COMMENTARY| Clostebol is a synthetic anabolic androgenic steroid, and that doesn't seem to leave a lot of ambiguity in terms of understanding that by definition, it would be banned by Major League Baseball. Philadelphia Phillies' 23-year old infielder Freddy Galvis was suspended 50 games for testing positive for Clostebol and briefly addressed the subject at Brighthouse Networks Field Sunday, as the Phillies concluded their first weekend of full squad spring training workouts.
Speaking of ambiguity, here's a breakdown of Galvis' statement Sunday.
Galvis:"It was tough, man."
What exactly was tough? Was taking a substance containing Clostebol when it's an obviously banned PED tough? Or was getting caught tough? Keep in mind that whenever I address the subject of PEDs in sports, I'm of the opinion that if something can be legally purchased at the local GNC, I have absolutely no problem with an athlete taking it. Heck, if it leads to more spectacular performances then my entertainment dollar is validated. I think if you put something in your body that may be detrimental to your long term health, whether legal or illegal, then it's your risk. I think the list of substances banned and classified as PEDs is a tad bit extreme. That being sad, baseball has clearly defined it's drug policy, and in my opinion, if you fail it under anything but freakish circumstances, you are too audaciously stupid to be allowed in the league. It doesn't matter what anyone thinks about the policies, you comply or wave bye-bye.
Galvis: "Sometimes you don't do stuff and you pay for it. Like I said before, that's life and you move on."
This confusing statement would have us assume that Galvis took a supplement of some sort that contained traces of Clostebol and didn't have the supplement vetted before taking it. In this day and age, I wouldn't take so much as an aspirin as a major-league ballplayer without having the league put in writing that what I'm taking is legal by league standards. They should have a form, a web site, a guy that sits in baseball's offices whose job is to answer inquiries from players on whether or not a substance is legal to consume. Of course, they don't have that guy that I know of, because perhaps they assume these million-dollar athletes would be conscientious enough to act like adults and protect their own livelihoods.
Galvis: "Sometimes when you don't do nothing and they blame you that's bad stuff but they have rules and you have to follow the rules. But that's in the past right now. Right now I'm focusing on 2013"
Galvis' shaky English notwithstanding, what irks me even more about this statement is that it seems like Galvis still doesn't take any culpability for his error. And make no mistake, it was his error. But he did his time by the letter of the law, which didn't matter much anyway since he broke his back and would have been sitting the second half of 2012 regardless. He has now earned the right to focus on 2013, that much is certain. But just how much did the inauspicious conclusion to his rookie season affect his standing with the Phillies?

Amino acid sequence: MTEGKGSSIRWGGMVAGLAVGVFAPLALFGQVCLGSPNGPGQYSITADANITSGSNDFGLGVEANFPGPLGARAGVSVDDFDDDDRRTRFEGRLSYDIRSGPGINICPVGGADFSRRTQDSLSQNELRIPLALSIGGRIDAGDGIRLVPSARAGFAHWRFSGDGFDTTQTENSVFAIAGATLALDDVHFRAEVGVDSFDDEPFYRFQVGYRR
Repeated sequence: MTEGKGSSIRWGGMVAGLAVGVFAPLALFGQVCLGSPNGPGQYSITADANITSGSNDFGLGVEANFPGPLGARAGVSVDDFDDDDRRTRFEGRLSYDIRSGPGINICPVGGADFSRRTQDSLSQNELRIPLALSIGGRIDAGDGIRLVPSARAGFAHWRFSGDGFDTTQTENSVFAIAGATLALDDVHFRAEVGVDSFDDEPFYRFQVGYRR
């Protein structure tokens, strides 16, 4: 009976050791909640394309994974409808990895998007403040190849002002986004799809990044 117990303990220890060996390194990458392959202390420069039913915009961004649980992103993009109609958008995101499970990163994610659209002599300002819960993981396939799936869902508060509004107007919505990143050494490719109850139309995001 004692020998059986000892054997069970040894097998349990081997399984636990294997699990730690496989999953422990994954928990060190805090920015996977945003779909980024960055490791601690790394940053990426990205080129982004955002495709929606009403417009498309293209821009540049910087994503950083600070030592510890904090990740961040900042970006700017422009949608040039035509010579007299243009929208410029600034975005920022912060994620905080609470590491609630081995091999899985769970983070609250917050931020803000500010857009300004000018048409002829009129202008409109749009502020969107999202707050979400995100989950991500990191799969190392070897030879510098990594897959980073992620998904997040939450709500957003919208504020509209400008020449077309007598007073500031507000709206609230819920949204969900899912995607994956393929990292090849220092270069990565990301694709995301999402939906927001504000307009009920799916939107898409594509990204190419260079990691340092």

Galvis was pressed into service at second base, away from his natural position of shortstop, in the first half absence of Chase Utley last season. Defensively, he was nothing short of brilliant. If anything, the organization knows that they have a sterling glove to put up the middle when either Utley or Jimmy Rollins departs for greener pastures or a rocking chair. The problem is, with an outfield that borders deplorable, a lack of can't miss offensively gifted youth and an aging catcher, the Phillies may not be able to afford to play Galvis everyday.
Why? Because Rollins and Utley are two of your biggest run producers and to keep it short and sweet, Galvis simply can not hit. In a small sample of 200 plate appearances in 2012, Galvis hit .226 with 3 homers and 24 RBIs. His OPS was a paltry .617. But he brings speed to the lineup you might say? He brought speed to the tune of exactly 0 stolen bases and his Runs from Baserunning (Rbasser at Baseball Reference) also equalled 0. Again, this is a small sample size, but Galvis has never shown signs of progressing or developing into anything other than this offensively. And there is actually a contingent of fans who would get rid of Rollins tomorrow and insert Galvis into the starting lineup, which dumbfounds me.
Galvis seems to be vying for a bench role on the 2013 Phillies. With Utley's gimpy knees and Rollins' escalating age, he could be valuable in allowing the two starting middle infielders to get some occasional rest. As for the Phillies' long-term plans for Galvis' -- they're about as ambiguous as his statements Sunday.
Pete Lieber is a freelance writer who has covered the Phillies for more than three years and followed the club since the Phillies traded Jay Johnstone and Bobby Brown to the New York Yankees for Rawley Eastwick. Follow him on Twitter at @Lieber14.